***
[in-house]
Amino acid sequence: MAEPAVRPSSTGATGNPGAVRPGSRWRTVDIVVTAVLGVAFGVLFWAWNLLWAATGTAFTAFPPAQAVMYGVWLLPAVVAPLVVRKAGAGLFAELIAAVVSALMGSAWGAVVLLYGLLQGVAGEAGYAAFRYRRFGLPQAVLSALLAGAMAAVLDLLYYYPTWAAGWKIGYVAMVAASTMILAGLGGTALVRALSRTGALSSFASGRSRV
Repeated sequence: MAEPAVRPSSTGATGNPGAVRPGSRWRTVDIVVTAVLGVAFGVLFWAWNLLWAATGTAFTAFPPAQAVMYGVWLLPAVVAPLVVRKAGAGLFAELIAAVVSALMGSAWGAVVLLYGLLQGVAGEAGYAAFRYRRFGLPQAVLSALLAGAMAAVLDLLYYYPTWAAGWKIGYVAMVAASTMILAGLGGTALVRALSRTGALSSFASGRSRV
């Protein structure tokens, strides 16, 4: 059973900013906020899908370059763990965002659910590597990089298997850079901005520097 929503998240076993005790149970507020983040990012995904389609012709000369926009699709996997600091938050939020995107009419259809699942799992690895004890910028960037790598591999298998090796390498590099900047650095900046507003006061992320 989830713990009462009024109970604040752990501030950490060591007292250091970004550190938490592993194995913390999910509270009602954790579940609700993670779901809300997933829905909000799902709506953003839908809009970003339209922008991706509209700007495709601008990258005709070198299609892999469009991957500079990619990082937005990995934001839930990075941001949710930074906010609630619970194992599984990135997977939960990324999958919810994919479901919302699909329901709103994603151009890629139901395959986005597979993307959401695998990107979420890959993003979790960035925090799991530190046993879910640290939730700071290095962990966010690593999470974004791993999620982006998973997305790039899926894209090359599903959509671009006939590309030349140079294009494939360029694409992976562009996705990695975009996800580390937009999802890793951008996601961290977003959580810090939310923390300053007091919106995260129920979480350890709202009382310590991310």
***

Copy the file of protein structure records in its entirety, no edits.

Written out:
[in-house]
Amino acid sequence: MAEPAVRPSSTGATGNPGAVRPGSRWRTVDIVVTAVLGVAFGVLFWAWNLLWAATGTAFTAFPPAQAVMYGVWLLPAVVAPLVVRKAGAGLFAELIAAVVSALMGSAWGAVVLLYGLLQGVAGEAGYAAFRYRRFGLPQAVLSALLAGAMAAVLDLLYYYPTWAAGWKIGYVAMVAASTMILAGLGGTALVRALSRTGALSSFASGRSRV
Repeated sequence: MAEPAVRPSSTGATGNPGAVRPGSRWRTVDIVVTAVLGVAFGVLFWAWNLLWAATGTAFTAFPPAQAVMYGVWLLPAVVAPLVVRKAGAGLFAELIAAVVSALMGSAWGAVVLLYGLLQGVAGEAGYAAFRYRRFGLPQAVLSALLAGAMAAVLDLLYYYPTWAAGWKIGYVAMVAASTMILAGLGGTALVRALSRTGALSSFASGRSRV
């Protein structure tokens, strides 16, 4: 059973900013906020899908370059763990965002659910590597990089298997850079901005520097 929503998240076993005790149970507020983040990012995904389609012709000369926009699709996997600091938050939020995107009419259809699942799992690895004890910028960037790598591999298998090796390498590099900047650095900046507003006061992320 989830713990009462009024109970604040752990501030950490060591007292250091970004550190938490592993194995913390999910509270009602954790579940609700993670779901809300997933829905909000799902709506953003839908809009970003339209922008991706509209700007495709601008990258005709070198299609892999469009991957500079990619990082937005990995934001839930990075941001949710930074906010609630619970194992599984990135997977939960990324999958919810994919479901919302699909329901709103994603151009890629139901395959986005597979993307959401695998990107979420890959993003979790960035925090799991530190046993879910640290939730700071290095962990966010690593999470974004791993999620982006998973997305790039899926894209090359599903959509671009006939590309030349140079294009494939360029694409992976562009996705990695975009996800580390937009999802890793951008996601961290977003959580810090939310923390300053007091919106995260129920979480350890709202009382310590991310």